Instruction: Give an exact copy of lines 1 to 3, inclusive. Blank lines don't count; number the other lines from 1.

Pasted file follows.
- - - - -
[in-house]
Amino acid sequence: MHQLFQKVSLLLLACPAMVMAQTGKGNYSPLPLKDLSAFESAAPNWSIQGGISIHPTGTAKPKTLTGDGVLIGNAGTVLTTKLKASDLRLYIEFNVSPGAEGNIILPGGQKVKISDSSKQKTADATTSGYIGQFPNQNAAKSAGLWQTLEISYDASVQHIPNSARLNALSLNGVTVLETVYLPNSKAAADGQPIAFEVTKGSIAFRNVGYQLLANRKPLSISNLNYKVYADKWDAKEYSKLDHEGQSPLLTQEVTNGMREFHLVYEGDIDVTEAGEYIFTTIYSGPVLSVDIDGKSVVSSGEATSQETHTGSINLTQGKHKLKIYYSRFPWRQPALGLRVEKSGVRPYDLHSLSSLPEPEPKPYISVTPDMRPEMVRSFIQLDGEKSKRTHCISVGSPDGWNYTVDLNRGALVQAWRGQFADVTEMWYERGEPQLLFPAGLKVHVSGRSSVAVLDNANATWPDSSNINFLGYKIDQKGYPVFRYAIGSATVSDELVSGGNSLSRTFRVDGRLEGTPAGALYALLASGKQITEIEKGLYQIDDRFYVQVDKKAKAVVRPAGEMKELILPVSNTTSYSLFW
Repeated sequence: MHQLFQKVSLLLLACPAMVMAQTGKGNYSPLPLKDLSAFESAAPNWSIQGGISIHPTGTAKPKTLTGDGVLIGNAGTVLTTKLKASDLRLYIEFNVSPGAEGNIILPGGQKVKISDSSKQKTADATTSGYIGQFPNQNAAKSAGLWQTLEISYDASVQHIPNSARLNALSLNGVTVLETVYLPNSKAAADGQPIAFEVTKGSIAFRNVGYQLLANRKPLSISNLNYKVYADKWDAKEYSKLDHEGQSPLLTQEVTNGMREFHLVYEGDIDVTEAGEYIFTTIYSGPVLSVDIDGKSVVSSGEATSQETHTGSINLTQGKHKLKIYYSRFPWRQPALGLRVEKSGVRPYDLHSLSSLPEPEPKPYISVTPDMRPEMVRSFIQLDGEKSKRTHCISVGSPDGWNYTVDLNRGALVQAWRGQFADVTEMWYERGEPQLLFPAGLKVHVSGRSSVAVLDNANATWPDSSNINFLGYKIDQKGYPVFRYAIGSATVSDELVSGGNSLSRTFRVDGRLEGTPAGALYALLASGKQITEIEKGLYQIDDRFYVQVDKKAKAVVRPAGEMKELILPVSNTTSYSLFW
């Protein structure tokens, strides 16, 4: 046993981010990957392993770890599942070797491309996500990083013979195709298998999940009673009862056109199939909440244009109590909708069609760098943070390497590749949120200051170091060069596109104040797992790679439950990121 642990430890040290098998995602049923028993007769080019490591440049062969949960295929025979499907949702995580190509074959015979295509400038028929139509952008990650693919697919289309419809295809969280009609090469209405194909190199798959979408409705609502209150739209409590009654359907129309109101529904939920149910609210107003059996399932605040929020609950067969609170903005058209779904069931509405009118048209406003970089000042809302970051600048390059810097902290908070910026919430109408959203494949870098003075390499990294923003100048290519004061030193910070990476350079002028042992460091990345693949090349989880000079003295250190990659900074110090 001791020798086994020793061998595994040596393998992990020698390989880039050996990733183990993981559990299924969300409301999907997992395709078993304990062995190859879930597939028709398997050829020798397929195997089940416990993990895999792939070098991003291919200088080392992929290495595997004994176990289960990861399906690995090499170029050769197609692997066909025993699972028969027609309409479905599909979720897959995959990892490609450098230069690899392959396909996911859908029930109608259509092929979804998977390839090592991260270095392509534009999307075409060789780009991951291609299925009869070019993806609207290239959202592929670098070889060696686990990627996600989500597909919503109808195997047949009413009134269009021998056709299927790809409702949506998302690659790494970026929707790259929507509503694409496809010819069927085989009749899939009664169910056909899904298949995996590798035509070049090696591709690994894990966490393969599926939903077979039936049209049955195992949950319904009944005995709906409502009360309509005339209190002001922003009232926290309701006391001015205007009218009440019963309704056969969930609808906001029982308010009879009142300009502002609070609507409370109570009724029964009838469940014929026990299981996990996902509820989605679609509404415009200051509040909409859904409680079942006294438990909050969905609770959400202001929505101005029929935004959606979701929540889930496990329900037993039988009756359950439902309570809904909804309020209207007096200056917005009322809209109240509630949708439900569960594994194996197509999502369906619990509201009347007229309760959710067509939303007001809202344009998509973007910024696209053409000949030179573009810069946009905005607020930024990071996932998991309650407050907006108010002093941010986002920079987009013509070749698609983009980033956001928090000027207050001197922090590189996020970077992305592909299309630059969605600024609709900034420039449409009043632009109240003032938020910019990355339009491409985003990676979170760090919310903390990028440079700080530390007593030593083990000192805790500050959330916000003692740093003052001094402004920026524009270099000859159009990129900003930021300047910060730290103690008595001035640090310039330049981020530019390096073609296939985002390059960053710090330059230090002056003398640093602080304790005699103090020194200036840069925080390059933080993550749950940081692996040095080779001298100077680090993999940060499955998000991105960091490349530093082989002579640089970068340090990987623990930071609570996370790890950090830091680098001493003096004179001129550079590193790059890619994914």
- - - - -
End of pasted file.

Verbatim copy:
[in-house]
Amino acid sequence: MHQLFQKVSLLLLACPAMVMAQTGKGNYSPLPLKDLSAFESAAPNWSIQGGISIHPTGTAKPKTLTGDGVLIGNAGTVLTTKLKASDLRLYIEFNVSPGAEGNIILPGGQKVKISDSSKQKTADATTSGYIGQFPNQNAAKSAGLWQTLEISYDASVQHIPNSARLNALSLNGVTVLETVYLPNSKAAADGQPIAFEVTKGSIAFRNVGYQLLANRKPLSISNLNYKVYADKWDAKEYSKLDHEGQSPLLTQEVTNGMREFHLVYEGDIDVTEAGEYIFTTIYSGPVLSVDIDGKSVVSSGEATSQETHTGSINLTQGKHKLKIYYSRFPWRQPALGLRVEKSGVRPYDLHSLSSLPEPEPKPYISVTPDMRPEMVRSFIQLDGEKSKRTHCISVGSPDGWNYTVDLNRGALVQAWRGQFADVTEMWYERGEPQLLFPAGLKVHVSGRSSVAVLDNANATWPDSSNINFLGYKIDQKGYPVFRYAIGSATVSDELVSGGNSLSRTFRVDGRLEGTPAGALYALLASGKQITEIEKGLYQIDDRFYVQVDKKAKAVVRPAGEMKELILPVSNTTSYSLFW
Repeated sequence: MHQLFQKVSLLLLACPAMVMAQTGKGNYSPLPLKDLSAFESAAPNWSIQGGISIHPTGTAKPKTLTGDGVLIGNAGTVLTTKLKASDLRLYIEFNVSPGAEGNIILPGGQKVKISDSSKQKTADATTSGYIGQFPNQNAAKSAGLWQTLEISYDASVQHIPNSARLNALSLNGVTVLETVYLPNSKAAADGQPIAFEVTKGSIAFRNVGYQLLANRKPLSISNLNYKVYADKWDAKEYSKLDHEGQSPLLTQEVTNGMREFHLVYEGDIDVTEAGEYIFTTIYSGPVLSVDIDGKSVVSSGEATSQETHTGSINLTQGKHKLKIYYSRFPWRQPALGLRVEKSGVRPYDLHSLSSLPEPEPKPYISVTPDMRPEMVRSFIQLDGEKSKRTHCISVGSPDGWNYTVDLNRGALVQAWRGQFADVTEMWYERGEPQLLFPAGLKVHVSGRSSVAVLDNANATWPDSSNINFLGYKIDQKGYPVFRYAIGSATVSDELVSGGNSLSRTFRVDGRLEGTPAGALYALLASGKQITEIEKGLYQIDDRFYVQVDKKAKAVVRPAGEMKELILPVSNTTSYSLFW